Simmer for a few minutes to let all the ingredients and flavors become acquainted with each other, fill your soup bowls then top with a hefty pinch of crumbled bacon, grated cheddar and green onions … ahhh, heaven!

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Roasted Asparagus-Potato-White Cheddar Soup

MrsG-Soup

“I’m here to apply for that soup tester job”

I thought I would be clever and use the fading azaleas as a backdrop for this soup that features another plant associated with spring, asparagus … but I got photo bombed by “Mrs. G”, the feral cat who has adopted us. I set everything up, pressed the button on my phone then BAM, up pops up Mrs. G … photo bombed by a cat! Why “Mrs. G” you ask, well we got tired of calling her, “that grey cat”. She is a sweet little thing for a feral cat and a fierce hunter. I’ve lost track of the number of dead mice and moles that have been deposited on our front door mat. OK, enough talk of dead rodents, let’s talk about something much better … potato soup with roasted asparagus and sharp white cheddar cheese.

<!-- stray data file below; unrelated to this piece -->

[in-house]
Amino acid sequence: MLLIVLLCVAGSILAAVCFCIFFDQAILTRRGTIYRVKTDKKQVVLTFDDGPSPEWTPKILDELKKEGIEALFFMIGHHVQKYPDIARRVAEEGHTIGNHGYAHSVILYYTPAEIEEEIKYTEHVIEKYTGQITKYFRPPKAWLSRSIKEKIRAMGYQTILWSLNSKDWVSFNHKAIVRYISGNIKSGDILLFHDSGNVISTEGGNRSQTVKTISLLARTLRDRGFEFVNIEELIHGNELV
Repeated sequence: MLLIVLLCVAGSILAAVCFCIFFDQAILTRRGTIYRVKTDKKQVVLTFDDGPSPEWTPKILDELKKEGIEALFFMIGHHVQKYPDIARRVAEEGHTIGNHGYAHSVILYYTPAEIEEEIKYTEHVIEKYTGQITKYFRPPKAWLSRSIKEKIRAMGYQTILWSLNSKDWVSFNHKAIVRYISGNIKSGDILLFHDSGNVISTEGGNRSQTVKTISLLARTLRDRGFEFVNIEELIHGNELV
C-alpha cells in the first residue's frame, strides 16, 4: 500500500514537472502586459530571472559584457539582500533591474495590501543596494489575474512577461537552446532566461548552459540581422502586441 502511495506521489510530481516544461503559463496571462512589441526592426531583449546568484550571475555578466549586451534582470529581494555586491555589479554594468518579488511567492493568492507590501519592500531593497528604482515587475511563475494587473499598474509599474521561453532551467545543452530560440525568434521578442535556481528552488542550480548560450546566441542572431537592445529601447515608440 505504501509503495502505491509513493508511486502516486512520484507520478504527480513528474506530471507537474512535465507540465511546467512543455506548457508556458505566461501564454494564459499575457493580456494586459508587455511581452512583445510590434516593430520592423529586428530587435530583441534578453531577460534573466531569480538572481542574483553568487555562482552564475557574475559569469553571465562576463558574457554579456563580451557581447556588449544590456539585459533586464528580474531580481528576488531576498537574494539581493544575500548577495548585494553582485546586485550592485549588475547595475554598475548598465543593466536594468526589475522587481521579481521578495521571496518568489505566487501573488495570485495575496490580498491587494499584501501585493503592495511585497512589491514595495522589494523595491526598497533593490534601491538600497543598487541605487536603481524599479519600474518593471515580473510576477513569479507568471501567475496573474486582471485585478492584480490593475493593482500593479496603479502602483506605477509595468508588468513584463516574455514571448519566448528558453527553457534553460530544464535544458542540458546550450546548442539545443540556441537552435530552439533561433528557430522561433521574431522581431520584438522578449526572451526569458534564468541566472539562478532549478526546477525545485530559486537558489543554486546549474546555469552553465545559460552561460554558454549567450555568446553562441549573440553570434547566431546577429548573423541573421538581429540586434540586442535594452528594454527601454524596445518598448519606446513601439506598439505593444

I’m a bit of a slow learner but I’ve figured out over the years how to make my dishes taste good. Now I’m on to the next phase, learning how to make things taste good and be healthy at the same time (not easy for me). Normally I would add cream or at least half-in-half to add some brightness and creaminess to this soup, but in a nod towards fewer calories and a little weight loss for yours truly, I skipped the cream this time.

I started roasting the asparagus first, so I could be peeling and dicing the potatoes while the asparagus was in the oven. After snapping off the hard ends, I coated the asparagus with EVOO and placed it on a foil lined cookie sheet, and popped it into the oven that had been preheated to 385°. I let that cook for about 15 minutes (set on convection, your mileage may vary), then flipped the asparagus over and cooked for another 10-15 minutes (you really can’t mess this up). While the asparagus was cooking, I peeled 6 medium sized Yukon Gold potatoes and plopped them into 48 ozs. of low sodium chicken broth and commenced cooking. If you’re feeling ambitious you can create your own chicken broth, but I’m not that ambitious. While all of that is happening I diced 3/4’s of a good sized sweet onion and started sautéing that in a little EVOO. Once the onion turned translucent I added 4 cloves of garlic that had been run through my garlic press.